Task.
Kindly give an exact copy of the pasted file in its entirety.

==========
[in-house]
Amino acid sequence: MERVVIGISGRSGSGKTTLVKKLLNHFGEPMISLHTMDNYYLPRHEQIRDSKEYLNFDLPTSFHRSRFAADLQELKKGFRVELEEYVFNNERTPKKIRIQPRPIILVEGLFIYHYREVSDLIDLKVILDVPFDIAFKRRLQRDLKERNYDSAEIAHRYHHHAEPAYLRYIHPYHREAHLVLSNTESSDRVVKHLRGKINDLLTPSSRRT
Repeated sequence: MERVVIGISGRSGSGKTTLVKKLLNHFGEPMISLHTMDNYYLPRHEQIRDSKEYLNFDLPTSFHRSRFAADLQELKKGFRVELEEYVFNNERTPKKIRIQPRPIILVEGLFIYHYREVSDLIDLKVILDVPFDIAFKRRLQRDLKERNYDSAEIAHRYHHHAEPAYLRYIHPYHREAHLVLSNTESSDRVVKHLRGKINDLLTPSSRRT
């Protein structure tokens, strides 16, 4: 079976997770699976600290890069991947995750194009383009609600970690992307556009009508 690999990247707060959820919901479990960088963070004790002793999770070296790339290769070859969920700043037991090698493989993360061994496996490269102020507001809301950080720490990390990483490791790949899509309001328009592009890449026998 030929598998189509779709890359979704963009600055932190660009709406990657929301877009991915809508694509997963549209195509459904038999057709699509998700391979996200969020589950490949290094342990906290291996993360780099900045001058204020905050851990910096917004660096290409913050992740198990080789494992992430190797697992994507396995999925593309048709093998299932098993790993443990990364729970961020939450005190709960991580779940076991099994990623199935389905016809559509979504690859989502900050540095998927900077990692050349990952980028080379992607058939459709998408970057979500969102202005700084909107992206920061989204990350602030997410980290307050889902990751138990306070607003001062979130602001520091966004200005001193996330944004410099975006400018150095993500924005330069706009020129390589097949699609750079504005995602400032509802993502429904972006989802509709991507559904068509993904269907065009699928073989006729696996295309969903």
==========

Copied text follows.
[in-house]
Amino acid sequence: MERVVIGISGRSGSGKTTLVKKLLNHFGEPMISLHTMDNYYLPRHEQIRDSKEYLNFDLPTSFHRSRFAADLQELKKGFRVELEEYVFNNERTPKKIRIQPRPIILVEGLFIYHYREVSDLIDLKVILDVPFDIAFKRRLQRDLKERNYDSAEIAHRYHHHAEPAYLRYIHPYHREAHLVLSNTESSDRVVKHLRGKINDLLTPSSRRT
Repeated sequence: MERVVIGISGRSGSGKTTLVKKLLNHFGEPMISLHTMDNYYLPRHEQIRDSKEYLNFDLPTSFHRSRFAADLQELKKGFRVELEEYVFNNERTPKKIRIQPRPIILVEGLFIYHYREVSDLIDLKVILDVPFDIAFKRRLQRDLKERNYDSAEIAHRYHHHAEPAYLRYIHPYHREAHLVLSNTESSDRVVKHLRGKINDLLTPSSRRT
């Protein structure tokens, strides 16, 4: 079976997770699976600290890069991947995750194009383009609600970690992307556009009508 690999990247707060959820919901479990960088963070004790002793999770070296790339290769070859969920700043037991090698493989993360061994496996490269102020507001809301950080720490990390990483490791790949899509309001328009592009890449026998 030929598998189509779709890359979704963009600055932190660009709406990657929301877009991915809508694509997963549209195509459904038999057709699509998700391979996200969020589950490949290094342990906290291996993360780099900045001058204020905050851990910096917004660096290409913050992740198990080789494992992430190797697992994507396995999925593309048709093998299932098993790993443990990364729970961020939450005190709960991580779940076991099994990623199935389905016809559509979504690859989502900050540095998927900077990692050349990952980028080379992607058939459709998408970057979500969102202005700084909107992206920061989204990350602030997410980290307050889902990751138990306070607003001062979130602001520091966004200005001193996330944004410099975006400018150095993500924005330069706009020129390589097949699609750079504005995602400032509802993502429904972006989802509709991507559904068509993904269907065009699928073989006729696996295309969903």